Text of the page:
Myanmar must invest heavily in its infrastructure and add value to its exports to compete internationally and create access to Western markets, industry sources say.
Recent comments by the European Union and United States government that import bans and restrictions on Myanmar’s products will be eased have increased the likelihood of Myanmar competiting in those markets but the country needs to reduce transport costs and add value to its exports, they said.
Myanmar’s major exports are natural gas, agricultural products such as rice and beans and pulses, fisheries products, garments and timber. But nearly all leave the country as raw products that have seen little value adding, which would require significant investment in technology and infrastructure.
Minister for Commerce U Win Myint encouraged companies to find ways to add value to their products in comments he made to delegates at the annual general meeting of the Myanmar Rice Federation (MRF) in Nay Pyi Taw in August.
“I will try to encourage local firms to export value-added products, which create jobs and can lead to faster development of SMEs,” he said.
Myanmar faces strong competition from Thailand and Vietnam in its stated aim of boosting rice exports. However, the nation is hamstrung by inadequate capital for farmers, antiquated mills and high transport fees, said rice exporters.
U Ye Min Aung, MRF general secretary, said all aspects of the industry needed investment.
“We need higher standard milling machines to export high quality products,” he said during an October 8 interview.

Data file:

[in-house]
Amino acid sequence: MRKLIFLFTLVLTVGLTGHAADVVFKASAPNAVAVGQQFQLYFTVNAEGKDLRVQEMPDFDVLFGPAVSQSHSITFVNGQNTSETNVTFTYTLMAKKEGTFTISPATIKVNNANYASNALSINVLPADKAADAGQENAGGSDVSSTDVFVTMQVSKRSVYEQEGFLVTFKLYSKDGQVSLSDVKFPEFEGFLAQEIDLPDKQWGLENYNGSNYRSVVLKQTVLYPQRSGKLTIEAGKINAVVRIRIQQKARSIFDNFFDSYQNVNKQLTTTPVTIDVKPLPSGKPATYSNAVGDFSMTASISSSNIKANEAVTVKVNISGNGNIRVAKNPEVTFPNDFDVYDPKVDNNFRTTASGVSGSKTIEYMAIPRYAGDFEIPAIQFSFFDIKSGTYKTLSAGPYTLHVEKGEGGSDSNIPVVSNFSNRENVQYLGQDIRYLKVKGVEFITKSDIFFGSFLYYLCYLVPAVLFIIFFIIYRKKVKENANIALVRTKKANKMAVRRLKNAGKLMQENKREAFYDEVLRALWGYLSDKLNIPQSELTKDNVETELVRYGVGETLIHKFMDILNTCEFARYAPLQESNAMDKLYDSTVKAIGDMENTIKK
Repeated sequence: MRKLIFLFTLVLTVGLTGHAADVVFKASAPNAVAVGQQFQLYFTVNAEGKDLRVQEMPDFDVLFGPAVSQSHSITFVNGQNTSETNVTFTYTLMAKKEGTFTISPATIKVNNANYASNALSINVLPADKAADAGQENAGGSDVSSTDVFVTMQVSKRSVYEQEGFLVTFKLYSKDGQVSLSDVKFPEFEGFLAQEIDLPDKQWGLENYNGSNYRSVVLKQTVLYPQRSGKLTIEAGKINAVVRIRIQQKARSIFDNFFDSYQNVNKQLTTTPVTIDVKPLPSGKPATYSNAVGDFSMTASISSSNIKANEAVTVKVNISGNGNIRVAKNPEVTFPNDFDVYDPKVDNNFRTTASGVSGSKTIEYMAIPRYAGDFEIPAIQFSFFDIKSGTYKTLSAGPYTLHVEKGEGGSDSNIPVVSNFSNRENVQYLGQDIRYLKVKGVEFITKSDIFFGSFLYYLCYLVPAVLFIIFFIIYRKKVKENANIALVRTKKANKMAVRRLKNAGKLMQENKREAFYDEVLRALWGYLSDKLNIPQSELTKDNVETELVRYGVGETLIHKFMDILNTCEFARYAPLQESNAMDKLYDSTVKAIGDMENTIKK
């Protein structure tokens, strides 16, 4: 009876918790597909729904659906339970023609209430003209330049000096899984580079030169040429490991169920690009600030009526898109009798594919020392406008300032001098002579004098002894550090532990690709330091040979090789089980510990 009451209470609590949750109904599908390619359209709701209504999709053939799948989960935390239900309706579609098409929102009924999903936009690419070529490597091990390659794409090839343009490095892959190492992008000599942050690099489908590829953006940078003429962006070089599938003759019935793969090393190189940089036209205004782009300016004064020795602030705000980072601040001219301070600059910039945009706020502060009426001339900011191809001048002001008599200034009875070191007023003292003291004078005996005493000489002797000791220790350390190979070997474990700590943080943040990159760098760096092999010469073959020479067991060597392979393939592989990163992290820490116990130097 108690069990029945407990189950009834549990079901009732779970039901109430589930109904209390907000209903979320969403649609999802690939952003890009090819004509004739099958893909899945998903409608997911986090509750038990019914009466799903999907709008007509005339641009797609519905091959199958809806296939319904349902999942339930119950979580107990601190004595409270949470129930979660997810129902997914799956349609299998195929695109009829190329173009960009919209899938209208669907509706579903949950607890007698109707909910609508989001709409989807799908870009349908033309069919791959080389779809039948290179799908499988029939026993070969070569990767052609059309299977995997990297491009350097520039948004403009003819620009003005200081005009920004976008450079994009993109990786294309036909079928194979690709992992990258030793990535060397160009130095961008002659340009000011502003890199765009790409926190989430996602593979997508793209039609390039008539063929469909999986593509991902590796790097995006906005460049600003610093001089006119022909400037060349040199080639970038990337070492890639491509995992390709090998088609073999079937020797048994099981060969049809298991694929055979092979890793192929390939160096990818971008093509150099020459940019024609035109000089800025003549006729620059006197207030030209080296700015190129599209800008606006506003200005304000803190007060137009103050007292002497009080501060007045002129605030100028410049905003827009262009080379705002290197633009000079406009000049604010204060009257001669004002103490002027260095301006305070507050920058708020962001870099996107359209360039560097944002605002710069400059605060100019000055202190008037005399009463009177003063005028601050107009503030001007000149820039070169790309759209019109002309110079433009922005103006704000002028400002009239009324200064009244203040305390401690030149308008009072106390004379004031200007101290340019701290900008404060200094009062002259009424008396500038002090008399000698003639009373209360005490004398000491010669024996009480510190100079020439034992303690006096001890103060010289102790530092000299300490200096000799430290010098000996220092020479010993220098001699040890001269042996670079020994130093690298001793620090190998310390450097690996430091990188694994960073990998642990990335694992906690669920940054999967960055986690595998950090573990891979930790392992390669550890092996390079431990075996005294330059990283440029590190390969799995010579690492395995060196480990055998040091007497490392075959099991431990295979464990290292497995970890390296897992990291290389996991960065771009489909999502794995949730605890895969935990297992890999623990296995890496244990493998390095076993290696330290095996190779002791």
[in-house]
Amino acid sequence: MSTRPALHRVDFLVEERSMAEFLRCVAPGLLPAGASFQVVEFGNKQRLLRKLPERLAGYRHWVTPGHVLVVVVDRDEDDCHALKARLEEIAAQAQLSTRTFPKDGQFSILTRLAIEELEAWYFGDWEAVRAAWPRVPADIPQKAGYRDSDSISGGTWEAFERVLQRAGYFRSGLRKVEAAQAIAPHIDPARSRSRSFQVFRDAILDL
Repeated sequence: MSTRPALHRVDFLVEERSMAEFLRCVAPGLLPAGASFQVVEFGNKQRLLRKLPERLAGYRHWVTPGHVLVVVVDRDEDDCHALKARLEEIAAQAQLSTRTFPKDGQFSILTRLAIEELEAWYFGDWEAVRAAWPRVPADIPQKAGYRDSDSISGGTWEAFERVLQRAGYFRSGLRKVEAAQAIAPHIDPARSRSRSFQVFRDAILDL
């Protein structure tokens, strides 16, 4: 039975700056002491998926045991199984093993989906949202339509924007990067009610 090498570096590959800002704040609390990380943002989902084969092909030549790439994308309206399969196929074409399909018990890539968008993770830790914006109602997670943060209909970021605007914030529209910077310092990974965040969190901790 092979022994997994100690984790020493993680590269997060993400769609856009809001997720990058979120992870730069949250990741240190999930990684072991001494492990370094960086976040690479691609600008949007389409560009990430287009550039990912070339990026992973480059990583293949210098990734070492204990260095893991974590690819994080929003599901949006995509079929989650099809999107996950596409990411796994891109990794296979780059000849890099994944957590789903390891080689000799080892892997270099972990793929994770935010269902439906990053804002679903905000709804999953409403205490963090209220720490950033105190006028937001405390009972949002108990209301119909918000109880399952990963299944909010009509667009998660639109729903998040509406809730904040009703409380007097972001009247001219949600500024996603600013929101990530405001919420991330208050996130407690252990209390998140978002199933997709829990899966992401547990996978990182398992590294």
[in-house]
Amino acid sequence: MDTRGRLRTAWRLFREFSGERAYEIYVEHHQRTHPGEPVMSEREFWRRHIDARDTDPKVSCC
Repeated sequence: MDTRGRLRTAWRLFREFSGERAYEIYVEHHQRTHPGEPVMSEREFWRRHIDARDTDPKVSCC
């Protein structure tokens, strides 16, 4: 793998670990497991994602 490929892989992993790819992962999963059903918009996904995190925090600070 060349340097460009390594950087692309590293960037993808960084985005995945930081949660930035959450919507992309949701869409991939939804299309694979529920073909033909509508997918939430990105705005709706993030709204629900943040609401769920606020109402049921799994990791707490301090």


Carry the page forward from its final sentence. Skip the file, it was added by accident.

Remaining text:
“We also have to promote post-harvest technologies but our fundamental needs are to reduce transport costs and ensure that there are enough containers – sometimes we face a shortage of containers for shipping and can’t export goods on time.”
Myanmar is the world’s second-largest exporter of beans and pulses after Canada. But exports to the main buyer, India, have decreased in the past two years, said Dr Myan Lin, a beans and pulses exporter and central executive member of the Myanmar Pulses, Beans and Sesame Seeds Merchants Association.
He said quality control is a problem that Myanmar will have to overcome to export to markets such as the US.
“We expect that we’ll be able to export to the US soon but we’re not ready,” he said. “The US market is strongly concerned about quality.
“We need to target the Indian populations in the US to export dried half peas because these are the major buyers.
“But to do so we have to ensure that the fertilisers and pesticides used by farmers meet US safety standards,” he said.
“And transport fees in Myanmar are too high. Sometimes the cost of shipping a product from harvest areas to Yangon for export is the same as the purchase price.”